"Working through the realities of the market," Antonetti said, "if there's the right deal that makes sense, that we feel will improve us, we'll make the deal. But if there's not the right deal, we're not going to make a trade just to say we made a trade."
The Indians are coming off a 94-loss showing last season, but Antonetti's aggressive offseason -- filled with a long list of trades and free-agent acquisitions -- has the retooled roster currently sitting within striking distance of the Tigers in the AL Central. That has put Cleveland in a buyer's position as Wednesday's 4 p.m. ET Deadline nears.
The problem at the moment is that last season's addition of a second Wild Card team in each league has once again created a crowded field of buyers. The asking price on available players by the few sellers -- two such teams being the division-rival White Sox and Twins -- has also been steep, complicating the issue further for clubs like the Tribe.
That is the reality of the marketplace at the moment.
"You can make the argument," Antonetti said, "that there are 24, or maybe even 25, teams that are either buying or at least holding on to players, and only a select handful of teams that are willing to trade off Major League players."
Still, the Indians have their needs.
Topping Cleveland's wish list right now is an upgrade or two for its bullpen. Within that area, the most pressing issue has been left-handed relief. Antonetti, who rarely singles out a specific area as a problem, indicated that the bullpen is an aspect of the roster in need of attention.
"I think in the bullpen we could be a little bit more consistent," Antonetti said. "I think that's one area where we haven't been as consistent maybe as we would like, especially our ability to get left-handed hitters out. That's an area that we'll try to improve, whether it's internal alternatives or external alternatives."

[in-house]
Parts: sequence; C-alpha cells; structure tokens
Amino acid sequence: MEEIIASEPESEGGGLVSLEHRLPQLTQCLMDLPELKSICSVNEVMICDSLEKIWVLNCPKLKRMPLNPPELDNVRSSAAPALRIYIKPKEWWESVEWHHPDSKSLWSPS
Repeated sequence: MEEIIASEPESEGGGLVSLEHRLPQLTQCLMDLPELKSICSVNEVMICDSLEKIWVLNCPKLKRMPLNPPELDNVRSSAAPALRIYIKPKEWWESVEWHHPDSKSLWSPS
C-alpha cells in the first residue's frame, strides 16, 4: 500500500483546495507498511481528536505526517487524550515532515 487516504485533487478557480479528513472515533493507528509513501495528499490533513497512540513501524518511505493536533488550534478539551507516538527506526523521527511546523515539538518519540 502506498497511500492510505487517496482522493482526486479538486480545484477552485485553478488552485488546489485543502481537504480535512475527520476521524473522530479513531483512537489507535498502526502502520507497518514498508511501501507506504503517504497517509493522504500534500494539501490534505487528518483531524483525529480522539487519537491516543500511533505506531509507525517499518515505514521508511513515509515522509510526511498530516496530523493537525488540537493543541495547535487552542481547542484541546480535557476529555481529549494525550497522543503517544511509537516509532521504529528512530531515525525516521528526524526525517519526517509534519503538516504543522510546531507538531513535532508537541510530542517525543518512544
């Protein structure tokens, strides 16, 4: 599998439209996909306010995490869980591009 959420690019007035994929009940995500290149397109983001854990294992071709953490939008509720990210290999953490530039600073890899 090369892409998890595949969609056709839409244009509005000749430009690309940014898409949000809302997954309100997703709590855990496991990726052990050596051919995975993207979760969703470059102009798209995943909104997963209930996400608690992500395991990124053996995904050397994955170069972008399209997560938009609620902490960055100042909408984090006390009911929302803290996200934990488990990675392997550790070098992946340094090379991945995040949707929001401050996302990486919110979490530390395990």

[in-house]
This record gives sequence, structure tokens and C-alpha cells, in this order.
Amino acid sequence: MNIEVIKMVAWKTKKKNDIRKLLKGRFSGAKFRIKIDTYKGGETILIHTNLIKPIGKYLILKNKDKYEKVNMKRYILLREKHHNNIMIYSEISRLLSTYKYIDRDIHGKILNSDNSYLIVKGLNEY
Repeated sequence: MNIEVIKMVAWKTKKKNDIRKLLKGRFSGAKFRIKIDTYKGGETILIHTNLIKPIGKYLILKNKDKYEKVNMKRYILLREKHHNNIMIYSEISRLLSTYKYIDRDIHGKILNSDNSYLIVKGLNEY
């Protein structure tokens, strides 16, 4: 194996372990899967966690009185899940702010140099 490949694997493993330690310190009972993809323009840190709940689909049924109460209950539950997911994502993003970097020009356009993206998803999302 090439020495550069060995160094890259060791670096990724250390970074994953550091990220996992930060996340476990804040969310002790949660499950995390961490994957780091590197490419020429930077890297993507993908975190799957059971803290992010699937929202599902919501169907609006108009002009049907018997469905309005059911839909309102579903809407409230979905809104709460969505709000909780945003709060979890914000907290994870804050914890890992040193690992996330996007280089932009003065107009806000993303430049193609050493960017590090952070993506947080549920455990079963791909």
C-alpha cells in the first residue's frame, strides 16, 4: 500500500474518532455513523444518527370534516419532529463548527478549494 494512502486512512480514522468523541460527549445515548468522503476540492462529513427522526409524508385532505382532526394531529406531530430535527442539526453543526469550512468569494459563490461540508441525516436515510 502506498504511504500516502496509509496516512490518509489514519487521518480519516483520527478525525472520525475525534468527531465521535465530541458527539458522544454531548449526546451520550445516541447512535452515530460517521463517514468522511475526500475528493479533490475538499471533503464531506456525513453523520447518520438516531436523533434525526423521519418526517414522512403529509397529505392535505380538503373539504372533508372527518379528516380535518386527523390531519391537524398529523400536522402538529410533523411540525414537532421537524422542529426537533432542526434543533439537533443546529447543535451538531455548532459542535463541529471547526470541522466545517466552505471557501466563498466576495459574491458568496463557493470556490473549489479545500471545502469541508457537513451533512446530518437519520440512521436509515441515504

The Indians' offense -- while not without its flaws -- was among the Major League's top five in runs scored and OPS entering this past weekend. Cleveland's rotation, which includes a mix of young arms and a handful of comeback cases, has been one of the AL's top groups over the course of the past six weeks.
That is why those areas are unlikely to be considered a high priority for upgrades via the trade market before the Deadline.
"I feel good about the group of guys that we have," Antonetti said. "I've been really encouraged by the way our starting pitching has pitched over the last month. I feel really good about the group of position players we have: offensively, defensively, on the bases, the ability to score runs and prevent runs."
Indians manager Terry Francona feels the same.
"I enjoy our team, and that's a good feeling," Francona said recently. "The one thing I never really want to do is, I don't ever want to press [Antonetti] to do something. I know he cares, but I also know that we have some prospects in our Minor Leagues that we don't want to lose, and I feel really strongly about that. I know he does, too.
"This is a good group to see how good we can get. When we play the game right, we can win."
Antonetti said the removal of Draft-pick compensation for upcoming free agents who are traded -- an element of the Collective Bargaining Agreement -- has created a hesitance among buying clubs to part with highly touted prospects.
"In the past, if you were to trade for a player who's approaching the end of his contract," Antonetti said, "you knew there was an opportunity at the end of that year to offer arbitration and potentially get a Draft pick to help back-fill some of the talent you may have traded.
"Obviously, that's no longer in place, so as a team that's buying, it affects maybe your tolerance for the caliber of young players you might be willing to give up."
Antonetti was also quick to remind that Wednesday's Deadline is not the end of the line in terms of trade transactions.
In August, teams can still pull off trades involving players who have successfully cleared waivers or been claimed via waivers. As the postseason picture becomes clearer throughout August, there are more opportunities to acquire players from non-contending clubs.
"August represents another opportunity," Antonetti said, "and maybe even a better opportunity for teams to acquire players. At that point, teams begin to separate themselves a little bit more and more teams may be willing to part with some players once their competitive position becomes more clear. So I do think there will be additional opportunities in August to find ways to improve."